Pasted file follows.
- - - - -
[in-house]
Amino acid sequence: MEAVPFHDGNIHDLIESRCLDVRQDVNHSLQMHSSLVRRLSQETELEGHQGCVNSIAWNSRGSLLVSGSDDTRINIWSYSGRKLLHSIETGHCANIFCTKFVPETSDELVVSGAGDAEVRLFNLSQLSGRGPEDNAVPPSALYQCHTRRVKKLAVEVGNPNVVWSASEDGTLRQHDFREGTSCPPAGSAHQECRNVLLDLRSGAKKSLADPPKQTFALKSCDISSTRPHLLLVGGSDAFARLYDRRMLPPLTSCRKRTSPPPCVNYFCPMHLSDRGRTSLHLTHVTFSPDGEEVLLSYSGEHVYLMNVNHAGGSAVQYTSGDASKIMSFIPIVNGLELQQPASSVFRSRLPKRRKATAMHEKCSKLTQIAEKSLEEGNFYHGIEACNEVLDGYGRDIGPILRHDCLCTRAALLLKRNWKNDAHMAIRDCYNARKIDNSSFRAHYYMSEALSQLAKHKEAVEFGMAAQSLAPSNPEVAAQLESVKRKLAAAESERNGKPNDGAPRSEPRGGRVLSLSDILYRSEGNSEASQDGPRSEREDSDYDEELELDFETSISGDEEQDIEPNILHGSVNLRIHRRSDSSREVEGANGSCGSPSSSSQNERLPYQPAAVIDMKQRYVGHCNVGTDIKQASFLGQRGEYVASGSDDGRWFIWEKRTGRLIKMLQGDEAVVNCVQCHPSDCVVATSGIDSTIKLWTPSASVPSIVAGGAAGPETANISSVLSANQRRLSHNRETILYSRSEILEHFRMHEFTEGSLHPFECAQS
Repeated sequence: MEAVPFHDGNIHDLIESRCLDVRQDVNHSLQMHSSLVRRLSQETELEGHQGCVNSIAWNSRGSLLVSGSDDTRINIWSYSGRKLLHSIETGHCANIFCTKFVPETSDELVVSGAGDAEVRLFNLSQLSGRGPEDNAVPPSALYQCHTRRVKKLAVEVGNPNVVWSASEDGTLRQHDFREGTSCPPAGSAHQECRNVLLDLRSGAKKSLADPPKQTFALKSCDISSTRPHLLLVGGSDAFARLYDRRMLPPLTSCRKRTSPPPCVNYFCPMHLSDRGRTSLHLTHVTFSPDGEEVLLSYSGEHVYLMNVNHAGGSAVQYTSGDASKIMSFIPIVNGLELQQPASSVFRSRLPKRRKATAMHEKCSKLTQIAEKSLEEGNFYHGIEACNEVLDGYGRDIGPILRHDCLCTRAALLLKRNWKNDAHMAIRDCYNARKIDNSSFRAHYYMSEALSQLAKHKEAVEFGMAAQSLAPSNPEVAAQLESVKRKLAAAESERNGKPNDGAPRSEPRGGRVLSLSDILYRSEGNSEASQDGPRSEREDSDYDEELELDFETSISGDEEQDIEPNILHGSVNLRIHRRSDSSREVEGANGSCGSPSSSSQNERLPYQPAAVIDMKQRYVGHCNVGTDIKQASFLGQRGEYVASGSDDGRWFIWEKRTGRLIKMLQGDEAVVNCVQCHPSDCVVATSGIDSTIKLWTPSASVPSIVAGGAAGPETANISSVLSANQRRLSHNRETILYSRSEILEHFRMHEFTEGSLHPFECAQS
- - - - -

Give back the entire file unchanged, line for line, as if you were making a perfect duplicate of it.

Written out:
[in-house]
Amino acid sequence: MEAVPFHDGNIHDLIESRCLDVRQDVNHSLQMHSSLVRRLSQETELEGHQGCVNSIAWNSRGSLLVSGSDDTRINIWSYSGRKLLHSIETGHCANIFCTKFVPETSDELVVSGAGDAEVRLFNLSQLSGRGPEDNAVPPSALYQCHTRRVKKLAVEVGNPNVVWSASEDGTLRQHDFREGTSCPPAGSAHQECRNVLLDLRSGAKKSLADPPKQTFALKSCDISSTRPHLLLVGGSDAFARLYDRRMLPPLTSCRKRTSPPPCVNYFCPMHLSDRGRTSLHLTHVTFSPDGEEVLLSYSGEHVYLMNVNHAGGSAVQYTSGDASKIMSFIPIVNGLELQQPASSVFRSRLPKRRKATAMHEKCSKLTQIAEKSLEEGNFYHGIEACNEVLDGYGRDIGPILRHDCLCTRAALLLKRNWKNDAHMAIRDCYNARKIDNSSFRAHYYMSEALSQLAKHKEAVEFGMAAQSLAPSNPEVAAQLESVKRKLAAAESERNGKPNDGAPRSEPRGGRVLSLSDILYRSEGNSEASQDGPRSEREDSDYDEELELDFETSISGDEEQDIEPNILHGSVNLRIHRRSDSSREVEGANGSCGSPSSSSQNERLPYQPAAVIDMKQRYVGHCNVGTDIKQASFLGQRGEYVASGSDDGRWFIWEKRTGRLIKMLQGDEAVVNCVQCHPSDCVVATSGIDSTIKLWTPSASVPSIVAGGAAGPETANISSVLSANQRRLSHNRETILYSRSEILEHFRMHEFTEGSLHPFECAQS
Repeated sequence: MEAVPFHDGNIHDLIESRCLDVRQDVNHSLQMHSSLVRRLSQETELEGHQGCVNSIAWNSRGSLLVSGSDDTRINIWSYSGRKLLHSIETGHCANIFCTKFVPETSDELVVSGAGDAEVRLFNLSQLSGRGPEDNAVPPSALYQCHTRRVKKLAVEVGNPNVVWSASEDGTLRQHDFREGTSCPPAGSAHQECRNVLLDLRSGAKKSLADPPKQTFALKSCDISSTRPHLLLVGGSDAFARLYDRRMLPPLTSCRKRTSPPPCVNYFCPMHLSDRGRTSLHLTHVTFSPDGEEVLLSYSGEHVYLMNVNHAGGSAVQYTSGDASKIMSFIPIVNGLELQQPASSVFRSRLPKRRKATAMHEKCSKLTQIAEKSLEEGNFYHGIEACNEVLDGYGRDIGPILRHDCLCTRAALLLKRNWKNDAHMAIRDCYNARKIDNSSFRAHYYMSEALSQLAKHKEAVEFGMAAQSLAPSNPEVAAQLESVKRKLAAAESERNGKPNDGAPRSEPRGGRVLSLSDILYRSEGNSEASQDGPRSEREDSDYDEELELDFETSISGDEEQDIEPNILHGSVNLRIHRRSDSSREVEGANGSCGSPSSSSQNERLPYQPAAVIDMKQRYVGHCNVGTDIKQASFLGQRGEYVASGSDDGRWFIWEKRTGRLIKMLQGDEAVVNCVQCHPSDCVVATSGIDSTIKLWTPSASVPSIVAGGAAGPETANISSVLSANQRRLSHNRETILYSRSEILEHFRMHEFTEGSLHPFECAQS